Feeds

Lou Gerstner's IBM loses it on ThinkPads, PCs

$1 billion loss as Boots warns about WWW.SOMETHING.COM

  • alert
  • submit to reddit

Mobile application security vulnerability report

Big Blue has screwed up big time in the PC market and managed to lose $1 billion in that business in 1998. The company saw $1 billion of greenbacks slip out of its hands and into the pockets of competitors including Compaq, Dell and HP. The disastrous loss in its PC business means that it's now more likely than ever that IBM will exit the PC business. As IBM foisted its PC XT on the world in the first place, the $1 billion loss is doubly humiliating. The news coincides with the release of IBM's Annual Report. In that, Mr Gerstner partly blamed price wars and slumps in the chip market. Now, his message is one of discontinuity, rather than continuity. He said: "In just about all businesses – including information technology, but also banking and retailing and health care, and in the noncommercial world, too – we will see new leaders emerge, and we will see some old, longtime leaders sink. Competitors will spring up out of nowhere – competitors called "something.com." A quick search showed that WWW.SOMETHING.COM is still free. Someone go and register it quick. Overall, revenues grew from $78,508,000,000 to $81,667,000,000, while net profits were up from $6,093,000,000 to $6,328,000,000. Gerstner re-iterated his earlier statement that the "PC era is over". Unfortunately, the PC era seems to have been over for IBM soon after it began in 1981. What a catalogue of disasters. Bad news for IBM's personal systems division is bad news for IBM resellers , disties and IBM channel assemblers. And very good news for Dell. Dell can soak up IBM components and make much more use of IBM's profitable services division than can IBM's channel dependent PC operations. IBM PC losses come after the company stripped out more than $1 billion in costs. On the upside, capital-spending needs are small, according Milunovich.The PC division's headline $992 million loss can be reduced with a little jiggery pokery by reallocating expenses within IBM's hardware business. And The Register supposes that IBM PCs are useful route to market for the company's components operations. But the company's PC business has failed to earn the cost of capital over the last three years. And group profit for 1999 would be 50 cents to 75 cents more if IBM junked the PC business. "The loss in PCs was a key reason hardware only contributed 29 percent of [IBM] pretax profit," Milunovich said in his report. He was able to run the slide rule over IBM's PC operations because US regulators had forced the company for the first time to supply detailed profit and loss statements for each division. ® See also: PC industry optimism at 'five year high'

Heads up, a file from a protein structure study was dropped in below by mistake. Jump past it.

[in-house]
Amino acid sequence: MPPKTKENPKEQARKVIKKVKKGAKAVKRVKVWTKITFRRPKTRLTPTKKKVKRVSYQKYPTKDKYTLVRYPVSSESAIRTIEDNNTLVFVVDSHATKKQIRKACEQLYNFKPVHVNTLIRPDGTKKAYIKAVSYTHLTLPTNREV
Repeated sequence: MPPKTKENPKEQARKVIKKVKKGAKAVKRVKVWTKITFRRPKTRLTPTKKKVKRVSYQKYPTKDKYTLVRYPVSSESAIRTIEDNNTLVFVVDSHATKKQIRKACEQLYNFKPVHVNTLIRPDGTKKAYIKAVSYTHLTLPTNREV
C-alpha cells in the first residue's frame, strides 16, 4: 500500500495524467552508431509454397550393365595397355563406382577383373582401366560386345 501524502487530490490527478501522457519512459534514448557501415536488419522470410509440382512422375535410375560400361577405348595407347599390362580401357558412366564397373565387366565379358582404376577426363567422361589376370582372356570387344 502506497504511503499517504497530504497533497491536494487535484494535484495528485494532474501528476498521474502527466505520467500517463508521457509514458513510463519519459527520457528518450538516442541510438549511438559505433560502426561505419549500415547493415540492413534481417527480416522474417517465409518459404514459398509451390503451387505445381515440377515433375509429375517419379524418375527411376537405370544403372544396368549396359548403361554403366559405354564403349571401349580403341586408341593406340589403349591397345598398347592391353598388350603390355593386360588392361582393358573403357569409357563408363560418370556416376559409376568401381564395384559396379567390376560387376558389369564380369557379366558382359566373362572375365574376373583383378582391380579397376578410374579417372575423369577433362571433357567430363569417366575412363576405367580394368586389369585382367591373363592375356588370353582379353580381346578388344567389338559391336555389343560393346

The Power of One Brief: Top reasons to choose HP BladeSystem

More from The Register

next story
Stick a 4K in them: Super high-res TVs are DONE
4,000 pixels is niche now... Don't say we didn't warn you
BBC goes offline in MASSIVE COCKUP: Stephen Fry partly muzzled
Auntie tight-lipped as major outage rolls on
iPad? More like iFAD: We reveal why Apple fell into IBM's arms
But never fear fanbois, you're still lapping up iPhones, Macs
Philip K Dick 'Nazi alternate reality' story to be made into TV series
Amazon Studios, Ridley Scott firm to produce The Man in the High Castle
Amazon Reveals One Weird Trick: A Loss On Almost $20bn In Sales
Investors really hate it: Share price plunge as growth SLOWS in key AWS division
Bose says today is F*** With Dre Day: Beats sued in patent battle
Music gear giant seeks some of that sweet, sweet Apple pie
There's NOTHING on TV in Europe – American video DOMINATES
Even France's mega subsidies don't stop US content onslaught
You! Pirate! Stop pirating, or we shall admonish you politely. Repeatedly, if necessary
And we shall go about telling people you smell. No, not really
Too many IT conferences to cover? MICROSOFT to the RESCUE!
Yet more word of cuts emerges from Redmond
prev story

Whitepapers

Designing a Defense for Mobile Applications
Learn about the various considerations for defending mobile applications - from the application architecture itself to the myriad testing technologies.
Implementing global e-invoicing with guaranteed legal certainty
Explaining the role local tax compliance plays in successful supply chain management and e-business and how leading global brands are addressing this.
Top 8 considerations to enable and simplify mobility
In this whitepaper learn how to successfully add mobile capabilities simply and cost effectively.
Seven Steps to Software Security
Seven practical steps you can begin to take today to secure your applications and prevent the damages a successful cyber-attack can cause.
Boost IT visibility and business value
How building a great service catalog relieves pressure points and demonstrates the value of IT service management.